While the legacy of Black urban rebellions during the turbulent 1960s continues to permeate throughout US histories and discourses, scholars seldom explore within scholarship examining Black Cultural Production, artist-writers of the Black Arts Movement (BAM) that addressed civil unrest, specifically riots, in their artistic writings. Start a Riot Civil Unrest in Black Arts Movement Drama, Fiction, and Poetry
analyzes riot iconography and its usefulness as a political strategy of protestation. Through a mixed-methods approach of literary close-reading, historical, and sociological analysis, Casarae Lavada Abdul-Ghani considers how BAM artist-writers like Amiri Baraka (LeRoi Jones), Ben Caldwell, Gwendolyn Brooks, Sonia Sanchez, and Henry Dumas challenge misconceptions regarding Black protest through experimental explorations in their writings. Representations of riots became more pronounced in the 1960s as pivotal leaders shaping Black consciousness, such as Malcolm X and Martin Luther King Jr., were assassinated. BAM artist-writers sought to override the public's interpretation in their literary expos's that a riot's disjointed and disorderly methods led to more chaos than reparative justice. Start a Riot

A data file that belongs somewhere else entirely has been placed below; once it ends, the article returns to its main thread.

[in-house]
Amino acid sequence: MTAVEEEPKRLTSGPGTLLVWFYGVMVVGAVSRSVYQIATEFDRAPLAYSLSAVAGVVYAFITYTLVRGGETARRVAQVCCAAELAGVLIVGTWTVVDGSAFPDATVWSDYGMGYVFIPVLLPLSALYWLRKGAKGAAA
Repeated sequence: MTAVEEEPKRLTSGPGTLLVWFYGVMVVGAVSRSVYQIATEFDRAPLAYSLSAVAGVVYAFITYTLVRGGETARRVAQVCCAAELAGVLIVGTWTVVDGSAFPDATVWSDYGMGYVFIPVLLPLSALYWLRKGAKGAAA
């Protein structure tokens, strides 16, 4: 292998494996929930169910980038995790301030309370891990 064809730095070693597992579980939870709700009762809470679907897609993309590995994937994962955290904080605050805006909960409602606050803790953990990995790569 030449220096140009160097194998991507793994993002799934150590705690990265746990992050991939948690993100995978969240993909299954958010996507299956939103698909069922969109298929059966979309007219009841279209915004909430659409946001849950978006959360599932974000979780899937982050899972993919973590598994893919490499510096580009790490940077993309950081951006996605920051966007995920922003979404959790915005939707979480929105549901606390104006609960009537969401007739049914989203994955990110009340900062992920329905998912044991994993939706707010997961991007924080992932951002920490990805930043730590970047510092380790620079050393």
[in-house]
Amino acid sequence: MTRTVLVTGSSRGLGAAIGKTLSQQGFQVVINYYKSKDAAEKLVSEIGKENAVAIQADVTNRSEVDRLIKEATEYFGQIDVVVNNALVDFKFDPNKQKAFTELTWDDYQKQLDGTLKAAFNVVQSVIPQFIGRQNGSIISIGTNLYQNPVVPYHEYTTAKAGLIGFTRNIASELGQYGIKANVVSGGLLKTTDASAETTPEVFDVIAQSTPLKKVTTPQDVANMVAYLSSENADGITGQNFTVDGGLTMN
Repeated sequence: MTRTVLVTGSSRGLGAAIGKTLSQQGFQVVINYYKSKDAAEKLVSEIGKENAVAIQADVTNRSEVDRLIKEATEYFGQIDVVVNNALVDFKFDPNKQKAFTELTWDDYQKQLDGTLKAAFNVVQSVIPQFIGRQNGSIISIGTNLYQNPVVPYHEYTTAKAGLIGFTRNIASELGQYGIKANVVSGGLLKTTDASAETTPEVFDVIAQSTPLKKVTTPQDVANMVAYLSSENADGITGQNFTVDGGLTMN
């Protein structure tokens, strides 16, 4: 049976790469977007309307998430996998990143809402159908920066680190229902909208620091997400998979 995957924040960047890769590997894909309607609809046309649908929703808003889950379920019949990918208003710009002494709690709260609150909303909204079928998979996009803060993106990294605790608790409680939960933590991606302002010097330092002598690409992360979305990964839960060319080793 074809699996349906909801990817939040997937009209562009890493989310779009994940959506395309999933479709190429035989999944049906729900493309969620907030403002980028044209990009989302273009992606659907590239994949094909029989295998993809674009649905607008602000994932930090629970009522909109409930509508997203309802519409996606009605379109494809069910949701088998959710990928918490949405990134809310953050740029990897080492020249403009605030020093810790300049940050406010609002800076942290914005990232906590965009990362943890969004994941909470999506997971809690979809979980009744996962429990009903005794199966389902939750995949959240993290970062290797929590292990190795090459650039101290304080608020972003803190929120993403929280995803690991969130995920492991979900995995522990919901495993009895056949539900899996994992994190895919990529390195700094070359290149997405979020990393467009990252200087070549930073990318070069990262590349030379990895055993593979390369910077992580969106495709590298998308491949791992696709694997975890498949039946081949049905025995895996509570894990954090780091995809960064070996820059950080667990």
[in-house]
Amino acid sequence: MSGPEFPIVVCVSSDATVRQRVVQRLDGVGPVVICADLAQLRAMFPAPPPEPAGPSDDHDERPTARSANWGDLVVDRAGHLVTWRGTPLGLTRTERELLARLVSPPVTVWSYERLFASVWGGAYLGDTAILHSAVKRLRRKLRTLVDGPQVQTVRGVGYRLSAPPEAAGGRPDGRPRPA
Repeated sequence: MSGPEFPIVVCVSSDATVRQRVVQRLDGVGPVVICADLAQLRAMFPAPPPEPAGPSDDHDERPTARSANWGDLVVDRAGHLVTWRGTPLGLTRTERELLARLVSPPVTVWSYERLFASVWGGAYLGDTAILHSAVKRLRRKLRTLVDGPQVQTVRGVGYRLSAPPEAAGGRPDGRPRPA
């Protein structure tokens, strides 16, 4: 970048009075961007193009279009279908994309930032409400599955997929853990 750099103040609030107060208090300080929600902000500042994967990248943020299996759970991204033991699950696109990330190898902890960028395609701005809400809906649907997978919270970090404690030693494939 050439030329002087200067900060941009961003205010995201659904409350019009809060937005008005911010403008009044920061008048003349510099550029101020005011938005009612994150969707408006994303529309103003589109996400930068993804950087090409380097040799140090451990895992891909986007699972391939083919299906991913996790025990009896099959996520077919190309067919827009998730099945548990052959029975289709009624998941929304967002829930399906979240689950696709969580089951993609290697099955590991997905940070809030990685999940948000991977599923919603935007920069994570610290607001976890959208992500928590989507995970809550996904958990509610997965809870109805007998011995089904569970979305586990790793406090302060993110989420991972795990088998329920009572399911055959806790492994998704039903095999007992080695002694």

uncovers how BAM artist-writers expose anti-Black racism and, by extension, the United States' inability to compromise with Black America on matters related to citizenship rights, housing (in)security, economic inequality, and education--tenets emphasized during the Black Power Movement. Abdul-Ghani argues that BAM artist-writers did not merely write literature that reflected a spirit of protest; in many cases, they understood their texts, themselves, as acts of protest.